Why do stars mysteriously disappear from the night sky?

An artist’s impression of the binary system VTFS 243. Credit: ESOL. Calçada CC BY 4.0

Astrophysicists at the University of Copenhagen are helping to explain a mysterious phenomenon whereby stars suddenly disappear from the night sky. Their study of an unusual binary star system provided conclusive evidence that massive stars can completely collapse into black holes without a supernova explosion.

One day, the star at the center of our own solar system, the Sun, will expand until it engulfs Earth. It becomes increasingly unstable until it eventually collapses into a smaller and denser object white dwarf.

However, if the Sun is about eight times its mass class or more, it will go out with a huge explosion – a supernova. Its collapse culminates in an explosion, ejecting energy and mass with enormous force into space. Neutron star Or a black hole in its wake.

While this is a basic understanding of how massive stars die, there is much more to understand about the galaxies above and the spectacular deaths of these stars in particular.

The Magellanic Clouds ESO VLT companion telescopes

The binary star system VFTS 243 is located in the „Large Magellanic Cloud”, a dwarf galaxy on the Milky Way’s periphery. The Magellanic Clouds are satellite galaxies of the Milky Way. These dwarf galaxies orbiting the galactic center are only visible from the southern hemisphere. Here, they are seen above the sub-telescopes of ESO’s Very Large Telescope (VLT) in Paranal, Chile. Credit: JC Muñoz/ESO

New research by astrophysicists at the University of Copenhagen’s Niels Bohr Institute presents the strongest evidence to date that very massive stars can succumb more stealthily and discreetly than supernovae. In fact, their study suggests that a star’s gravitational pull can be so strong that no explosion occurs once it dies. Instead, the star can go through what’s called a complete collapse.

„We believe that the core of a star can collapse under its own weight, as happens to massive stars in the final stages of their lives. But instead of ending in a bright supernova explosion, brighter than its own galaxy and expected for stars eight times the size of the Sun, the collapse continues until becoming a star. black hole,” explains first author Alejandro Vigna-Gómez, who was a postdoc at the Niels Bohr Institute when the study was conducted.

Facts and Myths: The Fading Stars

In modern times, there are many observations Stars that disappear inexplicably.

„A survey of nothing” An example is the research effort led by astrophysicist Chris Kozanek that actively seeks explanations for disappearing stars and their disappearance.

The interested reader can also explore the historical descriptions. These are often associated with stars that flash suddenly, which coincides with supernova displays. But there are other stories about stars that disappear suddenly, such as the Greek myth associated with the Pleiades constellation, commonly known as the Seven Sisters. The Pleiades myth describes the seven daughters of the Titan Atlas and the nymph Pleon. According to legend, one of their daughters married a man and went into hiding, which gives a very unscientific, but beautiful explanation for why we see it. Six stars in the Pleiades.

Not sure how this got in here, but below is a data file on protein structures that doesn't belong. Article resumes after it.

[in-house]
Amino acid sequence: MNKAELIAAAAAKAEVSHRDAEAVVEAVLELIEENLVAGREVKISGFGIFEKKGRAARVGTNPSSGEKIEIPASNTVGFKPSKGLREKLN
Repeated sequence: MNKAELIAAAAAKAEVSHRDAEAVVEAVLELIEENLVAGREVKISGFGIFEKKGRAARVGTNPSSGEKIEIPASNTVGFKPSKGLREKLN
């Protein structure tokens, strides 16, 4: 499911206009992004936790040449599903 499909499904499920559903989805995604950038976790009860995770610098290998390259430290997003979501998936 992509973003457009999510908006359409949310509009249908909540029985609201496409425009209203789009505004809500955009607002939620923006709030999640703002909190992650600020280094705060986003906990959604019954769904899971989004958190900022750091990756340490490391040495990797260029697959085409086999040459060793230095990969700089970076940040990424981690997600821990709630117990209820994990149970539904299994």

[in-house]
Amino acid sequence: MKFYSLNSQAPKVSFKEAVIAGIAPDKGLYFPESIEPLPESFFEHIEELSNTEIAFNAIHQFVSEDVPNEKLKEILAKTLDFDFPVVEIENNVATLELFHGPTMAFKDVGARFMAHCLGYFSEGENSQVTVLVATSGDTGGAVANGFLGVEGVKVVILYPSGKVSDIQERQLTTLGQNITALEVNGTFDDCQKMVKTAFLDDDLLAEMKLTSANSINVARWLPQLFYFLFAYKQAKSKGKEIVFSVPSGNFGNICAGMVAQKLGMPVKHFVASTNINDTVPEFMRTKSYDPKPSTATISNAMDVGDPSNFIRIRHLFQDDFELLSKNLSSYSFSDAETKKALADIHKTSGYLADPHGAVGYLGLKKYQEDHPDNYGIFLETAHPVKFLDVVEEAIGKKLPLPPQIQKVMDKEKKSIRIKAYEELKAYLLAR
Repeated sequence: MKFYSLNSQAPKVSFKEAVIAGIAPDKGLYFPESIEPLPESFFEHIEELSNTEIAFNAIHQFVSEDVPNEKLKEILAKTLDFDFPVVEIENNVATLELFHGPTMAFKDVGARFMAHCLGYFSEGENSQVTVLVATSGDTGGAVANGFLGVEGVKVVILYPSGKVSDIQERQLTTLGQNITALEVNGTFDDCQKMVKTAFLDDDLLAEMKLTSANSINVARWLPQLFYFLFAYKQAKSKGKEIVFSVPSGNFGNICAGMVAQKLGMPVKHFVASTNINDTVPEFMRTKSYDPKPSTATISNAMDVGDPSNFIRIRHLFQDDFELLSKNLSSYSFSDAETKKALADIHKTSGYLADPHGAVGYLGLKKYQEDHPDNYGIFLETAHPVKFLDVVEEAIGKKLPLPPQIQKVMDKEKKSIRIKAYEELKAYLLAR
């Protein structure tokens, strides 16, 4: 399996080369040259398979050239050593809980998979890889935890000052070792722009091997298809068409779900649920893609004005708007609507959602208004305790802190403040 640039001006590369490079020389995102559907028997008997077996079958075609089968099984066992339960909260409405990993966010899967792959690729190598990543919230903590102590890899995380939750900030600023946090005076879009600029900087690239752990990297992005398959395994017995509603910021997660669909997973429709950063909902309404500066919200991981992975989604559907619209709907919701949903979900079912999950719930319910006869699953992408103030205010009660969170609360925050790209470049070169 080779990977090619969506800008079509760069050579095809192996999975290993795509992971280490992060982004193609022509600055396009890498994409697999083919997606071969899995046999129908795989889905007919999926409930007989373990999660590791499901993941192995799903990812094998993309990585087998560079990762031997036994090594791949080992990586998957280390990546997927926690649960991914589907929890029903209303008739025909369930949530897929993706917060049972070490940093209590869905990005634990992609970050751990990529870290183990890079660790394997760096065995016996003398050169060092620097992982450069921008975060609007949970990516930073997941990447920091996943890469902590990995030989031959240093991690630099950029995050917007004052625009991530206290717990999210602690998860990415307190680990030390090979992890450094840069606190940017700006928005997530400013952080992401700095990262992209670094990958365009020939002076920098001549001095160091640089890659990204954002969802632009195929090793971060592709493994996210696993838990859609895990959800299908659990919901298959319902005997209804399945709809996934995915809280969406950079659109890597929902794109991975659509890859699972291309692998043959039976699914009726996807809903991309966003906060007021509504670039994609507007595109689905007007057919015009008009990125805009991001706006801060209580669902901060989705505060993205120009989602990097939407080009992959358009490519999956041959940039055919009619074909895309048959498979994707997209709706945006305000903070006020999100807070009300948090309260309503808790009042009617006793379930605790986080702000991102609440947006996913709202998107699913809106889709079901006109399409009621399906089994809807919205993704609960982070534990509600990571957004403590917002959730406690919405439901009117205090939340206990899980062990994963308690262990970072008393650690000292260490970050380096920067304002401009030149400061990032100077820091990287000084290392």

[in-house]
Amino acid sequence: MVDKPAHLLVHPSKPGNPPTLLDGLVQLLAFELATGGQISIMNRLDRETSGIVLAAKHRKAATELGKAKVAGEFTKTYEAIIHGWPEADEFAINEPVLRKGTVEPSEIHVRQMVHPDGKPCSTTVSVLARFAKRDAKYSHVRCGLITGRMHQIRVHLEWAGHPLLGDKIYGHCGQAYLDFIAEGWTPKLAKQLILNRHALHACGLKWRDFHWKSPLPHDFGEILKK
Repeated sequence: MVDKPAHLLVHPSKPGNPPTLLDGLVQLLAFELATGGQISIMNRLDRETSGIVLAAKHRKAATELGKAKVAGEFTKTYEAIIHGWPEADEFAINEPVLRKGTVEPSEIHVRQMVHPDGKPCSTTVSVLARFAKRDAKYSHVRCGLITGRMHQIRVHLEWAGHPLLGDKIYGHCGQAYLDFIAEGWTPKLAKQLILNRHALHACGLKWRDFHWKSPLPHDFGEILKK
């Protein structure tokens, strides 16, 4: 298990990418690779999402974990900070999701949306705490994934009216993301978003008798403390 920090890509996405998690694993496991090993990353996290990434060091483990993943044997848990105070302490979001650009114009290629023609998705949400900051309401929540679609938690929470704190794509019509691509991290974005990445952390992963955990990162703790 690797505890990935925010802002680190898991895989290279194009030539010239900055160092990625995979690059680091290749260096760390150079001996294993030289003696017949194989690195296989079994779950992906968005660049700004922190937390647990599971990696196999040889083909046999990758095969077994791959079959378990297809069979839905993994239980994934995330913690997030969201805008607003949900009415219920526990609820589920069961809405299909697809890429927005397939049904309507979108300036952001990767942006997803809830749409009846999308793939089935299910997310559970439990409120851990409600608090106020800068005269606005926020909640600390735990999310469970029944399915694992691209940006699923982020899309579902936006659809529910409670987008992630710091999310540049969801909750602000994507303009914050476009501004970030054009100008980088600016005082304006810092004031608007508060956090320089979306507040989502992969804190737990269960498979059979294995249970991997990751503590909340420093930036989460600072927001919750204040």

The discovery is linked to the phenomenon of disappearing stars, which has interested astronomers in recent years, and is a clear example and may provide a plausible scientific explanation for these types of phenomena.

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“If one looks up at a visible star passing through total declination, it will be as if, in due time, a star suddenly goes out and disappears from the sky. The collapse is so complete that no explosion occurs, nothing escapes and a bright supernova cannot be seen in the night sky. Astronomers have actually observed the sudden disappearance of brightly shining stars in recent times. We can’t be sure of a connection, but the results we obtained by analyzing VFTS 243 bring us very close to a reliable explanation,” says Alejandro Vigna-Gómez.

Tarantula Nebula Web

Web Space Telescope view of the Tarantula Nebula, where VTFS 243 is located. Credit: NASA, ESA, CSA and STScI

An unusual star system with no signs of an explosion

The discovery was prompted by a recent observation of an unusual binary star system at the edge of our galaxy called VFTS 243. Here, a supermassive star and a black hole about 10 times the mass of our Sun.

Scientists are aware of the existence of such binary star systems milky way Over the decades, one of the stars has become a black hole. But the recent discovery of VFTS 243 beyond the Milky Way in the Large Magellanic Cloud is something truly special.

Facts: Black Holes

Even light cannot escape from black holes. Hence, they cannot be observed directly. However, some black holes can be identified due to the large amount of energy released from the gases swirling around them. Others, as in the case of VFTS 243, can be observed through the influence they have on the stars they orbit.

In general, astronomers believe there are three types of black holes:

Stellar black holes — such as the VFTS 243 system — form when stars with masses more than eight times that of the Sun collapse. Scientists believe there may be 100 million of these in our galaxy alone.

Supermassive black holes — 100,000 to 10 billion times the mass of the Sun — are thought to be at the center of nearly all galaxies. Sagittarius A* is the supermassive black hole at the center of our galaxy, the Milky Way.